IT Laments From An ER Doc–Dalai’s 10th Anniversary Post

Fellow blogger and ER physician Edwin Leap, M.D. has apparently discovered the joys of poorly written software I’ve been bemoaning for so long.

In a December entry, Dr. Leap opens with an apology for the behavior of some less-than-tech-savvy physicians:

I know that, on many levels, physicians must be the absolute banes of your existence. We are grumpy and resistant to change. And some of us are still confused by graphing calculators, much less complex modern computer systems. We call you because we forgot our passwords, then because we forgot the new passwords. We call because the system crashes and we call because the voice recognition doesn’t work and we curse the screen and shake our collective fists at things that slow us every day. I get it.

He’s a bit more conciliatory in this than I’ve been, but he’s right. There are some docs for whom the acronym P.B.K.A.C. (Problem Between Keyboard and Chair) is 100% applicable. These unfortunate folks are the inspiration for Dalai’s XIIth Law

XII. The PACS needs to be operable by the least technically-savvy radiologist on staff.

That being established, Dr. Leap takes the gloves off, and picks up my battle-flag, starting with his disgust with his EMR.

However, there are some things that you and those who develop your systems need to understand. Allow me to elucidate.

We didn’t ask for EMR in its current incarnation. It is now a gargantuan billing and data collection industry, with precious little utility in our day to day practices. As such, your bosses love it because it squeezes the last gasping penny out of every chart. They write your checks, we don’t. Nevertheless, we have difficulty being excited about ever more fields to fill out, ever more time-stamps, ever more screening exams, and the caucophanous symphony of key-strokes and mouse clicks that echo through the modern hospital and threaten to muffle the sound of suffering and human interaction.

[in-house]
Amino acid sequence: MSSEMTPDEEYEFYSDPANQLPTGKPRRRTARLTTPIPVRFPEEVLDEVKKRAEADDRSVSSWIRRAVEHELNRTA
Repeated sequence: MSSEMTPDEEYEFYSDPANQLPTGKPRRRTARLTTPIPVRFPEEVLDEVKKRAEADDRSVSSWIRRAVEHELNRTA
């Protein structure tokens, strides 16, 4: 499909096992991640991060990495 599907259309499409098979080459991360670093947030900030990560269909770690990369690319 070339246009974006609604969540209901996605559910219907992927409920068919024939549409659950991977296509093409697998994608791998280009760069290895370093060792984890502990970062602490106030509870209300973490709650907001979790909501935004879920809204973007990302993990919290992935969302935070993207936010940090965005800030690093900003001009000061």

The vast majority of EMR’s, CPOE’s, etc., are unwieldy, unusable pieces of convoluted trash, which add to the hours of the already full day of a busy physician. More on this in a moment.

Next, passwords and security make a lot of sense to you. You dwell in a world of hackers and identity theft and you worship at the silicon altar of HIPAA. We, however, are busily seeing patients and trying to do it as quickly as possible in hospitals, clinics and especially ER’s that have no ‘off’ switch but which do track our ‘quality’ in part by tracking our speed and efficiency. Thus, we have little time to spend logging on. And when we step away to, say, intubate a dying patient, the last thing we want to do is log back on to 1) the computer 2) the hospital EMR system and 3) the particular department system and 4) the radiology viewing system. But here’s the really, really important part: nobody is busily stalking behind us trying to look at medical records or interpret xrays on strangers so that they can violate their privacy. We’re watching; trust me.

It was a nice idea but now it’s a poison. It is the law of unintended consequences on steroids. It’s all redundant, irrelevant, obnoxious busy work that stands between us and efficiency. If you really insist on it, then make it all biometric with thumb prints. Because tracking usernames and passwords is starting to take up more of our fragile brains than drug doses and diagnoses. And that, my friends, is not good.

Yes, security. We all understand the importance of keeping hackers and other slime out of patient data. I wonder how many passwords Anthem had that didn’t prevent 80 MILLION records from being compromised. Screw passwords. Let’s try biometrics, wrist-worn RFID’s, implanted chips, retina scans, anything that will get the job done painlessly (well, after the chip implant, anyway). We simply don’t have the time to re-log in 35 times per day.